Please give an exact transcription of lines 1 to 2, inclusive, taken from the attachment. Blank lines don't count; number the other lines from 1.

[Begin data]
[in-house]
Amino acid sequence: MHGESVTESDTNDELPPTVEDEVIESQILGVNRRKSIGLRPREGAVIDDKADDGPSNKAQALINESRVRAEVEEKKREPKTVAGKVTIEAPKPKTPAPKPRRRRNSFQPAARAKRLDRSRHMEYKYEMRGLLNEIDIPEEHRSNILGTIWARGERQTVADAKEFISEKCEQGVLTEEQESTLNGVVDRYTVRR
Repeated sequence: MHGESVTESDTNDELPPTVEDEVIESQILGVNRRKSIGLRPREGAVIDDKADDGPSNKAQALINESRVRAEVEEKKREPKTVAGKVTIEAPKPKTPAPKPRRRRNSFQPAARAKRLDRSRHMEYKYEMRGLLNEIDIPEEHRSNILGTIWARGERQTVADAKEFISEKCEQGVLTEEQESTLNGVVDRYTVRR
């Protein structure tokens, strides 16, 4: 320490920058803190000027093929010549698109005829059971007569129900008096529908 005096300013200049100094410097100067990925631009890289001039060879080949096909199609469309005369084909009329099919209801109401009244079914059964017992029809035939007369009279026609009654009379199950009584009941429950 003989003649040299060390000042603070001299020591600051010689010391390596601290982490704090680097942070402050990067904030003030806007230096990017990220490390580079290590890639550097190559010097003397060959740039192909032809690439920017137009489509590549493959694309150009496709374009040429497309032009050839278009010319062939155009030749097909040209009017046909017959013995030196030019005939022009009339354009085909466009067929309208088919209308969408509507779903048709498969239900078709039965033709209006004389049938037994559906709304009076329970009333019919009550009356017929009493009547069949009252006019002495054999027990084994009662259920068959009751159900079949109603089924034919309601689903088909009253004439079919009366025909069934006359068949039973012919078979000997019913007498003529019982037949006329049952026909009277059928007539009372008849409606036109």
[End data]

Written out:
[in-house]
Amino acid sequence: MHGESVTESDTNDELPPTVEDEVIESQILGVNRRKSIGLRPREGAVIDDKADDGPSNKAQALINESRVRAEVEEKKREPKTVAGKVTIEAPKPKTPAPKPRRRRNSFQPAARAKRLDRSRHMEYKYEMRGLLNEIDIPEEHRSNILGTIWARGERQTVADAKEFISEKCEQGVLTEEQESTLNGVVDRYTVRR